Part 1 discusses the pre-colonial Philippines and its culture. Most Filipinos and non-Filipinos are unaware of this history. David argues that the Filipinos were not “savages”, and had their own cultures, religions, and languages and that Filipinos used their own alphabet, the Baybayin, which was widely known before the Spanish conquest – the Spanish noted the Baybayin in their own accounts of their conquest of the Philippines. Spain replaced indigenous Filipino law, language, religion, and values with Spanish culture and in the process did damage to Filipino self-perception and identity. The US increased and intensified the CM of Filipinos by displacing Spain and using education and commercial culture to further breakdown Filipino self-identity. Filipinos came to perceive all things American and “white” with everything good and desirable and all things Filipino and “brown” with everything bad and undesirable. CM continued to influence Filipino psychology after WWII in the form of “Neocolonialism” – capitalism, US military bases, and the lure of emigration to the US furthered CM in the Philippines.
Part 2 describes how CM affected the psychology of Filipinos. CM causes Filipinos to devalue themselves and overvalue the US, believing unrealistic fantasies about the US as a magical place where everything is perfect. In reality Filipinos encountered racism. But because of CM Filipinos “internalized” the US value system which was racialized – white is good, brown is bad, etc. So Filipinos projected white values onto themselves and suffered psychologically because they weren’t “white”. Fil-Ams came to have CM automatically, without even being aware of it. The result was that Fil-Ams were permanently out of place, neither Filipino, nor American. These tendencies have been reinforced by technology (Air travel, telephone, and internet) and the phenomenon of returning Filipinos who bring back to the Philippines an intensified CM after their US visits.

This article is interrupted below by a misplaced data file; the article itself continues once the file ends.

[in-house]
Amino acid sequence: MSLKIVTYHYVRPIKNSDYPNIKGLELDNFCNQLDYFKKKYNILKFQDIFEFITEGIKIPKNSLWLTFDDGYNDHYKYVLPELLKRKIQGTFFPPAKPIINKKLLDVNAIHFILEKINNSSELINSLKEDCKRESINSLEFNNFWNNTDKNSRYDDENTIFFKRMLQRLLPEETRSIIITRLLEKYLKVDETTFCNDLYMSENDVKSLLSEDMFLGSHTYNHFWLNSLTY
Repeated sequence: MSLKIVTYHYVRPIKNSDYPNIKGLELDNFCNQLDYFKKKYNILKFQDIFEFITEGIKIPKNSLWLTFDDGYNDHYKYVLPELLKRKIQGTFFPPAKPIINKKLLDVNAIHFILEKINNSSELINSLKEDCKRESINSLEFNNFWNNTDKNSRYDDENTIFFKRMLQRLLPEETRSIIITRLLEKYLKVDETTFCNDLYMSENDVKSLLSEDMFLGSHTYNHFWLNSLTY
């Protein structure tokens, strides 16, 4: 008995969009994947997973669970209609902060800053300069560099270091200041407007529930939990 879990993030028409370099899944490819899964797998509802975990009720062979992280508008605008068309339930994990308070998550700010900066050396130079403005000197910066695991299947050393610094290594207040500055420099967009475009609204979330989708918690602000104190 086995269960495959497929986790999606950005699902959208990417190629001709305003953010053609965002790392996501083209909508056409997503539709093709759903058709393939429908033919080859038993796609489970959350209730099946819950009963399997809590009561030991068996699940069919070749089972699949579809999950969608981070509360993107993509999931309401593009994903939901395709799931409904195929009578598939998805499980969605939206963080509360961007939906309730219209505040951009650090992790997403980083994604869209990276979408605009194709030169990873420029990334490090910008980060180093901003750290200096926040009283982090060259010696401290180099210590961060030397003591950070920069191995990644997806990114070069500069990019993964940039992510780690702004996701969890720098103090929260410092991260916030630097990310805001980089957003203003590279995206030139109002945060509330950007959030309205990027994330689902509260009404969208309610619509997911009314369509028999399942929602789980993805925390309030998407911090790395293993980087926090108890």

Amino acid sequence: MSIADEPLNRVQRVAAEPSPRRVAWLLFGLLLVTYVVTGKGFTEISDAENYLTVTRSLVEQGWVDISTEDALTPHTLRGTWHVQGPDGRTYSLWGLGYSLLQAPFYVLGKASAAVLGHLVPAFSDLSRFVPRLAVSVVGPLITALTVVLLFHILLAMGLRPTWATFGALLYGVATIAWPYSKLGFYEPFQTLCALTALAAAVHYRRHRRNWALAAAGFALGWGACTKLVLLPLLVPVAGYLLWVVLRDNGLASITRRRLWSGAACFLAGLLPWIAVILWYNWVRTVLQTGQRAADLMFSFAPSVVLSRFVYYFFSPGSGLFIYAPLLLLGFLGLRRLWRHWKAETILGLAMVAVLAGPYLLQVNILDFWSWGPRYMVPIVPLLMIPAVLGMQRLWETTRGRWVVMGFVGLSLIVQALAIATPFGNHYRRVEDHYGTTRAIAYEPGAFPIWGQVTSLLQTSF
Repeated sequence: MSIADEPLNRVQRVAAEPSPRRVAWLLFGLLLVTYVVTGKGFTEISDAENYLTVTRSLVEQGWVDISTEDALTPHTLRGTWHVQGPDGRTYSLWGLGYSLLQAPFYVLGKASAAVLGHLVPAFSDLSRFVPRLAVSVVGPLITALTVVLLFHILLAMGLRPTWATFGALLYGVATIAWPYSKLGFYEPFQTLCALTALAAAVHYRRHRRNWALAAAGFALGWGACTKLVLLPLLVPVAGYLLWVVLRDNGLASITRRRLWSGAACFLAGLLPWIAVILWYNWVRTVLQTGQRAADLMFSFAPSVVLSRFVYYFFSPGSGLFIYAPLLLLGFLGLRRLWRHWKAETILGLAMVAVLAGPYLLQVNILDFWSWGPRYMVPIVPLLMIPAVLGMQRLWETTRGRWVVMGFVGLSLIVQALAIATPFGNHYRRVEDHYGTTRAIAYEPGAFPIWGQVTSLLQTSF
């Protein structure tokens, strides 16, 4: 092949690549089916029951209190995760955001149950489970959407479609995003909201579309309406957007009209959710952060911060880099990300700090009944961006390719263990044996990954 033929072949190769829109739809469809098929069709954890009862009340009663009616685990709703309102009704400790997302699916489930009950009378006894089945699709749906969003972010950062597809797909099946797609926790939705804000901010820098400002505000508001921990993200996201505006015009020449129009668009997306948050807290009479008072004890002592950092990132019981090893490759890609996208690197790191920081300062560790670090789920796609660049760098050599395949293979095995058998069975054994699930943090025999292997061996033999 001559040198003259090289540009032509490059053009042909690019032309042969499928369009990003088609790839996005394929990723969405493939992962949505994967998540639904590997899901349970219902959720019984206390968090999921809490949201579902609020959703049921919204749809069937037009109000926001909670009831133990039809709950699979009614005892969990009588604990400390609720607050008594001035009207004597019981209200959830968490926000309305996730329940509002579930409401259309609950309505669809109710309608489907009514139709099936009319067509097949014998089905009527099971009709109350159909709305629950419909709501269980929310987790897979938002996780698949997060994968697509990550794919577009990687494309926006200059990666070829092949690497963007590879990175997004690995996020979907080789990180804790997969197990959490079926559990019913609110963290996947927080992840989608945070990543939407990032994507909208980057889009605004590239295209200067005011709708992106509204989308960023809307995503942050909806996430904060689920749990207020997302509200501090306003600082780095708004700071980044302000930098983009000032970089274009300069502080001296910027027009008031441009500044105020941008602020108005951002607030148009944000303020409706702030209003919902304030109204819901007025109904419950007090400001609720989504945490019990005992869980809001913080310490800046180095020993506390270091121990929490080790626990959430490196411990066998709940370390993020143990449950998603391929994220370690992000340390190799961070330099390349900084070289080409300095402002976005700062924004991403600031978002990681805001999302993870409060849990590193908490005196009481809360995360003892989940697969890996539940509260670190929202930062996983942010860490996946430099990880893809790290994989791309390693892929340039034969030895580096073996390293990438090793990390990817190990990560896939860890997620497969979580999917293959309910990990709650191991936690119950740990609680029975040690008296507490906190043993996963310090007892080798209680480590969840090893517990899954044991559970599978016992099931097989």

The impact on Filipino mental health have been disastrous: Depression, despair, and self-destruction.
Part 3 describes approaches to mental health services for Filipinos in the context of wider approaches to mental health in the Asian-American community. Clinical methods designed to address CM in the Fil-Am community are detailed. Fil-Ams face distinct challenges as Filipinos that other Asian Americans do not face. Specific therapeutic programs are described that address the unique challenges faced by Fil-Ams. David proposes overcoming CM by education about pre-colonial Filipino culture, Spanish and US colonial imperialism that destroyed Filipino values, and the hidden influence of CM on Fil-Ams and Filipino culture, attitudes, and self-perception.
In many chapters David describes detailed psychological tests and self-appraisals for Fil-Ams that are designed to reveal the extent of CM – They are mostly questions that a Fil-Am answers that are intended to reveal the extent of CM in the self-perception of the person.
Brown Skin White Minds offers Filipinos a detailed analysis of a subject that many of them are aware of but that has not been openly discussed among them. David raises fundamental issues about Filipino-American identity, self perception, and mental health.